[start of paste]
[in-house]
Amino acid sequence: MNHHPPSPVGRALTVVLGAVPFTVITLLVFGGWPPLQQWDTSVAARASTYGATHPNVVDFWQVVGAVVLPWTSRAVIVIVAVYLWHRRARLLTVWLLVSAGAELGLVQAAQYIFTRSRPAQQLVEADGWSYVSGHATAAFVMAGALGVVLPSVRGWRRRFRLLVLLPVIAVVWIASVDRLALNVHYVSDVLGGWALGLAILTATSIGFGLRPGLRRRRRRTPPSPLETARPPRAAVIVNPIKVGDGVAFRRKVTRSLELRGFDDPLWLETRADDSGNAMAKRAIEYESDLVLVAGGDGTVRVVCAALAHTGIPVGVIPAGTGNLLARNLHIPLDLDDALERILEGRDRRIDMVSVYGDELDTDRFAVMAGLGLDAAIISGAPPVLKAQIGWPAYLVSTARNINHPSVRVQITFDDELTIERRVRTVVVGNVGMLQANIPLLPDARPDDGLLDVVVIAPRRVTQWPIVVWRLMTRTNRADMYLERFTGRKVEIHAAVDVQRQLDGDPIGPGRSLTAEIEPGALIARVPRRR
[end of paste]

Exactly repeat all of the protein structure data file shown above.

[in-house]
Amino acid sequence: MNHHPPSPVGRALTVVLGAVPFTVITLLVFGGWPPLQQWDTSVAARASTYGATHPNVVDFWQVVGAVVLPWTSRAVIVIVAVYLWHRRARLLTVWLLVSAGAELGLVQAAQYIFTRSRPAQQLVEADGWSYVSGHATAAFVMAGALGVVLPSVRGWRRRFRLLVLLPVIAVVWIASVDRLALNVHYVSDVLGGWALGLAILTATSIGFGLRPGLRRRRRRTPPSPLETARPPRAAVIVNPIKVGDGVAFRRKVTRSLELRGFDDPLWLETRADDSGNAMAKRAIEYESDLVLVAGGDGTVRVVCAALAHTGIPVGVIPAGTGNLLARNLHIPLDLDDALERILEGRDRRIDMVSVYGDELDTDRFAVMAGLGLDAAIISGAPPVLKAQIGWPAYLVSTARNINHPSVRVQITFDDELTIERRVRTVVVGNVGMLQANIPLLPDARPDDGLLDVVVIAPRRVTQWPIVVWRLMTRTNRADMYLERFTGRKVEIHAAVDVQRQLDGDPIGPGRSLTAEIEPGALIARVPRRR